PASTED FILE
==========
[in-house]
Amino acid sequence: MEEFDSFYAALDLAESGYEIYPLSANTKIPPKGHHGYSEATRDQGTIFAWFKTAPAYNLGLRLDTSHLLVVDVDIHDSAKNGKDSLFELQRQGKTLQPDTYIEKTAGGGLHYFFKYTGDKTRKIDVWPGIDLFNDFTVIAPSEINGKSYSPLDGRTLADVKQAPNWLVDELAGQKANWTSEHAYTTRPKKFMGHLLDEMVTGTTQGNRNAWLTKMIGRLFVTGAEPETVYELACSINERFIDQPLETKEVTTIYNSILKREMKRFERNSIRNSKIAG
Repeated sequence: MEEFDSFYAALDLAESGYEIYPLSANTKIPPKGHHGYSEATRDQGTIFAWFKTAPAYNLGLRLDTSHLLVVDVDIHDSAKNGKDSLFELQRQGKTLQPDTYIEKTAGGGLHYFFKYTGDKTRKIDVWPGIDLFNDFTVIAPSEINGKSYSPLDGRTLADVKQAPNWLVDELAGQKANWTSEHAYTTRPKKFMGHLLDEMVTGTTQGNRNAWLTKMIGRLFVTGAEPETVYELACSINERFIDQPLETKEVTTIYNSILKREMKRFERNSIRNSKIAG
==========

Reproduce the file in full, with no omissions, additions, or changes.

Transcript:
[in-house]
Amino acid sequence: MEEFDSFYAALDLAESGYEIYPLSANTKIPPKGHHGYSEATRDQGTIFAWFKTAPAYNLGLRLDTSHLLVVDVDIHDSAKNGKDSLFELQRQGKTLQPDTYIEKTAGGGLHYFFKYTGDKTRKIDVWPGIDLFNDFTVIAPSEINGKSYSPLDGRTLADVKQAPNWLVDELAGQKANWTSEHAYTTRPKKFMGHLLDEMVTGTTQGNRNAWLTKMIGRLFVTGAEPETVYELACSINERFIDQPLETKEVTTIYNSILKREMKRFERNSIRNSKIAG
Repeated sequence: MEEFDSFYAALDLAESGYEIYPLSANTKIPPKGHHGYSEATRDQGTIFAWFKTAPAYNLGLRLDTSHLLVVDVDIHDSAKNGKDSLFELQRQGKTLQPDTYIEKTAGGGLHYFFKYTGDKTRKIDVWPGIDLFNDFTVIAPSEINGKSYSPLDGRTLADVKQAPNWLVDELAGQKANWTSEHAYTTRPKKFMGHLLDEMVTGTTQGNRNAWLTKMIGRLFVTGAEPETVYELACSINERFIDQPLETKEVTTIYNSILKREMKRFERNSIRNSKIAG